prep.
1. As stated or indicated by; on the authority of: according to historians.

2. In keeping with: according to instructions.

3.
 the Labor Ministry, 56,000 people (3% of the formal labor sector) were union members in 2003, the last year reported.

Employers are required to pay bonuses equivalent to one month's salary in July and December. The law establishes a two-month probation period for new employees. If dismissed after this period, employees receive separation pay equal to one month's pay for each year worked. Employers are required to make a 12.67% contribution for social security. Mandatory benefits, bonuses, and employer contributions can add up to over 60% of base pay. Many workers, especially in agriculture, do not receive the full compensation package mandated in the labor law labor law, legislation dealing with human beings in their capacity as workers or wage earners. The Industrial Revolution, by introducing the machine and factory production, greatly expanded the class of workers dependent on wages as their source of income.  and in practice many labor rights Labor rights or workers' rights are a group of legal rights and claimed human rights having to do with labor relations between workers and their employers, usually obtained under labor and employment law.  are not well-enforced.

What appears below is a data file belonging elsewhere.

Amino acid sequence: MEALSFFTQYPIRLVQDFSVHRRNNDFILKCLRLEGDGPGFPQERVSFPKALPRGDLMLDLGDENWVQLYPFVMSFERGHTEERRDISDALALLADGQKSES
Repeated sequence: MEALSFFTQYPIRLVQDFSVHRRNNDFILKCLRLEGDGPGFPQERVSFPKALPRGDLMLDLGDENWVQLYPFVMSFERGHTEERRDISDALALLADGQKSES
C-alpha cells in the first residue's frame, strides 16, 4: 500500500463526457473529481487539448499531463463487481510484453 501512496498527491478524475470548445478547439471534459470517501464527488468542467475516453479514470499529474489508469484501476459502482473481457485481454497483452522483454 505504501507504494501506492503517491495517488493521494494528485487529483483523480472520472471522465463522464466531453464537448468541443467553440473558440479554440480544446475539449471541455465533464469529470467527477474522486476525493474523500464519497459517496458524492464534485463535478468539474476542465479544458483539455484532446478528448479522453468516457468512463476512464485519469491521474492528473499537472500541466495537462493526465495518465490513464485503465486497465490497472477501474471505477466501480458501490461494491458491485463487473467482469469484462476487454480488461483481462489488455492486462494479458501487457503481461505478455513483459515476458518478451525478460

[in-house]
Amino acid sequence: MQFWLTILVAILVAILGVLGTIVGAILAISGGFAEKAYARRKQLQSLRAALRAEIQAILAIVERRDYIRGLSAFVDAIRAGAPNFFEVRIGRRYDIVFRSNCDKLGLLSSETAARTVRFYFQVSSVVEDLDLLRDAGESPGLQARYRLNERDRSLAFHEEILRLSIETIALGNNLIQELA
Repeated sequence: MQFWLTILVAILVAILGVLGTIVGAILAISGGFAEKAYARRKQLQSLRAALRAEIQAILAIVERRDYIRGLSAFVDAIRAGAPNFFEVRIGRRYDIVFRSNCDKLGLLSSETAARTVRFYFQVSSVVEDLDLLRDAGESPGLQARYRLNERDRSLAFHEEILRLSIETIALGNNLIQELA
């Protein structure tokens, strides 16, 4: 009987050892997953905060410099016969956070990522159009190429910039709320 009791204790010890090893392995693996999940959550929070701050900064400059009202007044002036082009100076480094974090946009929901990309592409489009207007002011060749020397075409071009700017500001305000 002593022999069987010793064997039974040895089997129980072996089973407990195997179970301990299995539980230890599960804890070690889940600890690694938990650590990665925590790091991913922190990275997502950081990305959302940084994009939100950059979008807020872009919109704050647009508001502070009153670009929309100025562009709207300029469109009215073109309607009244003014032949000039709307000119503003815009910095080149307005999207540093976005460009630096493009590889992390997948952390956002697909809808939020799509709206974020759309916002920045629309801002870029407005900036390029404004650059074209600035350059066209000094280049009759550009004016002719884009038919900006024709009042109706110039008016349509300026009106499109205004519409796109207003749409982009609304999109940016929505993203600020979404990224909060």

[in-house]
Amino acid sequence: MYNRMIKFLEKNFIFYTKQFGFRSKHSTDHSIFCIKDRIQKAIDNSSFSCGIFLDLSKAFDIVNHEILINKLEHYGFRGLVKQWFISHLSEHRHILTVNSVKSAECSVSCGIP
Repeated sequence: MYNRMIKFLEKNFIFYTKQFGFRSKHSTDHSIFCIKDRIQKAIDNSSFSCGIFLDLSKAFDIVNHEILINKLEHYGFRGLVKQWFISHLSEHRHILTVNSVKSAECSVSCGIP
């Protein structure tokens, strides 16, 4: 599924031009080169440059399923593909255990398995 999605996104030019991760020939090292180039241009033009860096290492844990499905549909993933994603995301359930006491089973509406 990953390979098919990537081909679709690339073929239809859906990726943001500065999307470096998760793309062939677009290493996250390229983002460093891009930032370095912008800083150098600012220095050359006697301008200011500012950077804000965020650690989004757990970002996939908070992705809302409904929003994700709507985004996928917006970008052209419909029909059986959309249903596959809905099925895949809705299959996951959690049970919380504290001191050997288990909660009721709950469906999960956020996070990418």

The 1.8 million workers in the formal sector are augmented by at least 3 million more who work in the informal sector, including those who are too young for formal employment. In rural areas in particular, child labor child labor, use of the young as workers in factories, farms, and mines. Child labor was first recognized as a social problem with the introduction of the factory system in late 18th-century Great Britain.  remains a serious problem. The availability of a large, unskilled and inexpensive labor force has led many employers, such as construction and agricultural firms, to use labor-intensive production. Over a quarter of the workforce is illiterate. In developed urban areas however, education levels are much higher, and a workforce with the skills necessary to staff a growing service sector has emerged. Even so, capable technical and managerial workers remain in short supply, with secondary and tertiary education Tertiary education, also referred to as third-stage, third level education, or higher education, is the educational level following the completion of a school providing a secondary education, such as a high school, secondary school, or gymnasium.  focused on social science careers.